Almodovar meets DePalma in this dark thriller with less `jokes' than most of his films, though black humor pervades the whole thing. All the characters are obsessed with death; a murderess who kills during sex, a teacher of matadors who lives to kill, and masturbates to snuff films, and a student who wishes he could kill but faints at the sight of blood. Some of the twists are silly, obvious and/or cop-outs, and the characters never feel `real', but there are some great, operatic disturbing and funny moments as well. Sort of a thinking person's, surrealist `Fatal Attraction'. Some of it is clunky, but the film sticks with me. Very good performances all around. Most major critics I respect liked it even more than me, and I'll probably re-visit it down the line. It seems like the kind of film that could easily grow on a second viewing -- its flaws more forgivable, its strengths more powerful.
Comment Was this review helpful to you? Yes No Sending feedback...
Thank you for your feedback. If this review is inappropriate, please let us know.
Sorry, we failed to record your vote. Please try again
2 of 2 people found the following review helpful By Stephen C. Bird on February 21, 2011
Format: DVD
I had thought that Almodovar's first film was "Women on the Verge of a Nervous Breakdown", but "Matador" was made 2 years previously and it is my impression that it is Almodovar's first mainstream film. "Matador" could be labeled a dark or black comedy, but it is also a study of sex, danger and death--something, as one of the characters relates, that everyone has in common. And the bullfighting context and images enhance the main theme of the film. "Matador" could easily be labeled as "sick" or "disgusting" by the squeamish and/or morally superior. As usual, whenever sexuality is explored in European films, the subject of the perverse, as a natural component of sexuality, is handled more rationally than it is in -IE- the USA. For example (1) one of the characters uses scenes of women, being horrifically murdered in slasher films, as pornography; (2) at the beginning of the film, a young woman is sexually assaulted, and the attacker has a knife; however, the "rapist" (a very young Antonio Banderas) is so obviously confused--as well as tormented by his overly strict and pious mother--that he somehow can't be taken seriously. And the girl finds no need to report her attacker for "rape"--she even discusses the situation with her mother in front of the detective at the police station, which in this case adds to the hilarity; (3) most importantly, as is shown by the actions of two of the protagonist/antagonists in "Matador"--there are actually people in this world who are willing to die for sex. Risk being the ultimate turn on--IE bullfighting is an "extreme sport"--where risk equals reward. Some people choose to burn the candle at both ends--their lives may be shorter, but also more intense.Read more ›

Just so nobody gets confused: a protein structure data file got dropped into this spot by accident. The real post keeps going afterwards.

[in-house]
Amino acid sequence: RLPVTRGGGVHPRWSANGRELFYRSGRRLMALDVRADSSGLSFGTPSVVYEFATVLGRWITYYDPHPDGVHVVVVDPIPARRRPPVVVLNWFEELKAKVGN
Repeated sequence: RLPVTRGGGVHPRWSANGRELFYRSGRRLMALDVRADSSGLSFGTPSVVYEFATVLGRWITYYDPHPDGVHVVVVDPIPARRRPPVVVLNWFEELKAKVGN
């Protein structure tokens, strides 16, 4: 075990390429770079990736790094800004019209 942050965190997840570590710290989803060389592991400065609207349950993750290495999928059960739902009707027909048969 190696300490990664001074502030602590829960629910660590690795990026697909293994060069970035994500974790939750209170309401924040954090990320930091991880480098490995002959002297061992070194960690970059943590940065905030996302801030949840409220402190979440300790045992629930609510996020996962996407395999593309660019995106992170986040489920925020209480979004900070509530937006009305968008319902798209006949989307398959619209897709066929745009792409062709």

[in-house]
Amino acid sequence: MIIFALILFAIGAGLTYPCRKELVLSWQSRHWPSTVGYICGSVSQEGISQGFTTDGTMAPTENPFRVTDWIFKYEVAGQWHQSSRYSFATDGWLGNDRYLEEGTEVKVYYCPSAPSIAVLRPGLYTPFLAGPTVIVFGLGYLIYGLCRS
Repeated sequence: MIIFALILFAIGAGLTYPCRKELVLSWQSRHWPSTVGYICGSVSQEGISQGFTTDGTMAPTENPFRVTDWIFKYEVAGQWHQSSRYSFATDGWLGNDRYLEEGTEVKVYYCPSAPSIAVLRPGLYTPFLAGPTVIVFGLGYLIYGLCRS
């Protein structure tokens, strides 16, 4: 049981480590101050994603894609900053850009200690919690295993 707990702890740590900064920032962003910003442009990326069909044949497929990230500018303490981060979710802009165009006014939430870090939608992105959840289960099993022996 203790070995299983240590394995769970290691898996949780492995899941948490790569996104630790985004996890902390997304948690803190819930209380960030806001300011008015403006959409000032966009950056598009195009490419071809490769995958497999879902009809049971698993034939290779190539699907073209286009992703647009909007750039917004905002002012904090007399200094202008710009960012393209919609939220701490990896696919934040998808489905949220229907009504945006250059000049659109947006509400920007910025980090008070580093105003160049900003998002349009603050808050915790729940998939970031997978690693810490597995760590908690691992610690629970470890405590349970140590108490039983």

Comment Was this review helpful to you? Yes No Sending feedback...
Thank you for your feedback. If this review is inappropriate, please let us know.
Sorry, we failed to record your vote. Please try again

Most Recent Customer Reviews


Forums

Topic From this Discussion
opening scene Be the first to reply
Have something you'd like to share about this product?
Start a new discussion
Topic:
First post:
Prompts for sign-in
 


Search Customer Discussions
Search all Amazon discussions